Exploring survival

Exploring survival

23 Jul 2013 - 10:00

Researchers at the EMBL-European Bioinformatics Institute (EMBL-EBI) have created a new resource that can help scientists study ageing. Published in the journal Aging Cell, SurvCurv is the first comprehensive, open resource to enable the large-scale analysis of survival data in model organisms.

Ageing research has been the subject of considerable work, but most survival data from these studies is inaccessible to other scientists. SurvCurv puts ageing datasets in one place to make them more useful, just as ArrayExpress does for microarray experiments.

“Having all the data in one place is much better than what we have now, where much of it is hidden in supplements or, worse, lost on people’s forgotten hard drives,” says Matthias Ziehm of EMBL-EBI. “This way, people can use SurvCurv to compare different datasets, or re-analyse them using new techniques.”

Currently, lifespan experiments are carried out in such different ways that they can be difficult to compare. The new resource could change all that, simply by offering a repository with explicit data requirements – and that would make much more data available to lifespan researchers.

Drosophila survival data is generated using a diverse set of conditions, which makes it challenging to analyse,” says Matthias. “If these experiments were systematically categorised, the data would be much more useful over time.”

“Looking to the future, we hope that SurvCurv – and the research it makes possible – will inspire a larger effort toward creating minimum standards for reporting survival data,” adds Professor Janet Thornton, Director of EMBL-EBI.

Matthias, Janet and Matthew Piper of the Institute of Healthy Ageing at University College London used SurvCurv in an experiment comparing ageing between males and females in different strains of the short-lived fruit fly.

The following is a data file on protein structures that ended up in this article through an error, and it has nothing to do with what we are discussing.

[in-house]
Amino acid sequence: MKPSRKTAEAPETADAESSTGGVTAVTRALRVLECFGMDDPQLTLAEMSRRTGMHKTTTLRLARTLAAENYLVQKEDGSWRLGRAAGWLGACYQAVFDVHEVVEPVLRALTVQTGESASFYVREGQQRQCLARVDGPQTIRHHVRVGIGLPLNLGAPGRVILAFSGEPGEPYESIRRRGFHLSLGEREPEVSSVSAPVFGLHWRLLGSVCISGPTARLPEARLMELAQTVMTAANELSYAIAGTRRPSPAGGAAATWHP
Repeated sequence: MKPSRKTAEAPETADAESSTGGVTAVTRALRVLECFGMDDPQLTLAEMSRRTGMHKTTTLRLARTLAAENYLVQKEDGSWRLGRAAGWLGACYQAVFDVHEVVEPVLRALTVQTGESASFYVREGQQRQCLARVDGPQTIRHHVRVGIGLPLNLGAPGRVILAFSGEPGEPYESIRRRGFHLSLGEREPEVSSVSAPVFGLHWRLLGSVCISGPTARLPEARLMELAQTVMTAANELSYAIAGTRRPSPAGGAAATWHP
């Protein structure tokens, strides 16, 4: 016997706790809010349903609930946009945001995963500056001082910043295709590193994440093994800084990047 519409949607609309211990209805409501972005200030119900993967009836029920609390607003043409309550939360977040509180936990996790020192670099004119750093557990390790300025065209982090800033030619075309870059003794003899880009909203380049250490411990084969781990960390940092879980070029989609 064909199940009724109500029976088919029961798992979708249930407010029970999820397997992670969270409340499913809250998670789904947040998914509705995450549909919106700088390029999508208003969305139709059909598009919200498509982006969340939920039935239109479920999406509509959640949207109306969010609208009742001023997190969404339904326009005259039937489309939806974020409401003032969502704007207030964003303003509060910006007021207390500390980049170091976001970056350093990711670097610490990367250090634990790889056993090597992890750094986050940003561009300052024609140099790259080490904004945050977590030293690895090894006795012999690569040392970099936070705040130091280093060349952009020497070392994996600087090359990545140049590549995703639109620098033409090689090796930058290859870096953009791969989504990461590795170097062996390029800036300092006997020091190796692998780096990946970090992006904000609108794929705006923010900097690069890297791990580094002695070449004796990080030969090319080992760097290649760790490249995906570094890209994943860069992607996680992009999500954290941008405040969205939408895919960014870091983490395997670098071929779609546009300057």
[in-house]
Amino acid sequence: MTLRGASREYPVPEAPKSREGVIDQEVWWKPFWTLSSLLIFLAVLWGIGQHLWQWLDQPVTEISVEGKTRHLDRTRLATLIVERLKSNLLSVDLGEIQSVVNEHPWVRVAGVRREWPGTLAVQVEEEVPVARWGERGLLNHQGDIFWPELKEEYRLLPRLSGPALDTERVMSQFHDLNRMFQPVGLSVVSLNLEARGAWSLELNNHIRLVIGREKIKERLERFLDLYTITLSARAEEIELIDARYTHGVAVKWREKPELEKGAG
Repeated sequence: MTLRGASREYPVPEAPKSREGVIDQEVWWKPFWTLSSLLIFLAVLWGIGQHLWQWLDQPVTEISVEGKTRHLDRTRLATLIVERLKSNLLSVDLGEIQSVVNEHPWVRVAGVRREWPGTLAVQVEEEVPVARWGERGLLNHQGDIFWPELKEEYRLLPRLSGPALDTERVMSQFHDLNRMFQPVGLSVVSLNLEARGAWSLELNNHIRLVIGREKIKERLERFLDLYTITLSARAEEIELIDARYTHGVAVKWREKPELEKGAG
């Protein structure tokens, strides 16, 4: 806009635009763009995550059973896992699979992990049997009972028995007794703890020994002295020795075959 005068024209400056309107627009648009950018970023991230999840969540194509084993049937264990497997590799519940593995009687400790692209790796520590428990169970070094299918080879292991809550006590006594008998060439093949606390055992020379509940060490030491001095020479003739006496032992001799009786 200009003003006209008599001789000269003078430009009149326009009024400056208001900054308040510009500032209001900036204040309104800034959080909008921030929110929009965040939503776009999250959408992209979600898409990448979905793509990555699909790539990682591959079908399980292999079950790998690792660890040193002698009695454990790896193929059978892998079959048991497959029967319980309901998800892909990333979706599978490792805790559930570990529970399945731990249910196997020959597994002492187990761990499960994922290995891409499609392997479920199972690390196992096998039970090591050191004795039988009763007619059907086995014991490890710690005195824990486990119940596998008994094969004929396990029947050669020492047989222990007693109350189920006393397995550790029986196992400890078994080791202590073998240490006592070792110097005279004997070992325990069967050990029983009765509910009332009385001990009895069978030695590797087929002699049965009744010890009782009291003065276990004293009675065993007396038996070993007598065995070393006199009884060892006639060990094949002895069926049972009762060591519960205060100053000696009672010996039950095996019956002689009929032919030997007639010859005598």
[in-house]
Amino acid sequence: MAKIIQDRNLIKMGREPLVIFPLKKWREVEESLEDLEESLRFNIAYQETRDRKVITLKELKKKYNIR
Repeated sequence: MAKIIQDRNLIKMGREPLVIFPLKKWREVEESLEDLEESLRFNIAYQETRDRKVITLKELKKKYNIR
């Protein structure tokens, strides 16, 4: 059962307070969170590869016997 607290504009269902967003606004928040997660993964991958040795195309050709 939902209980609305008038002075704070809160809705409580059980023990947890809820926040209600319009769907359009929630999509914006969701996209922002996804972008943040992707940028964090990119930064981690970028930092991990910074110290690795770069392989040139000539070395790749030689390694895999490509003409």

“Because we had SurvCurv, we could analyse a very large amount of survival data in a short time,” says Matthias. “We saw clear differences between male and female survival in two different strains of Drosophila, which is helpful for researchers choosing which is best for their experiment.”

The team also revealed that one popular experimental method, which people presumed was inert, actually has an impact on survival. Janet remarks that this observation alone will improve the quality of research into ageing. “It just goes to show you the power of a really good database,” she says.

Source articles

Ziehm, M. and Thornton, J.M. (2013) Unlocking the potential of survival data for model organisms through a new database and online analysis platform: SurvCurv. Ageing Cell (in press). DOI: acel.12121.

Ziehm, M., Piper, M.D., Thornton, J.M. (2013) Analysing Variation in Drosophila ageing across independent experimental studies: a meta-analysis of survival data. Ageing Cell (in press). DOI: acel.12123.

Contact the news team

Oana Stroe
Communications Officer
+44 (0)1223 494 369

Subscribe to the e-mail newsletter
Get a monthly round-up of the hottest news and features from EMBL, straight to your inbox.
Or stay updated with the RSS feed (EMBL-EBI only).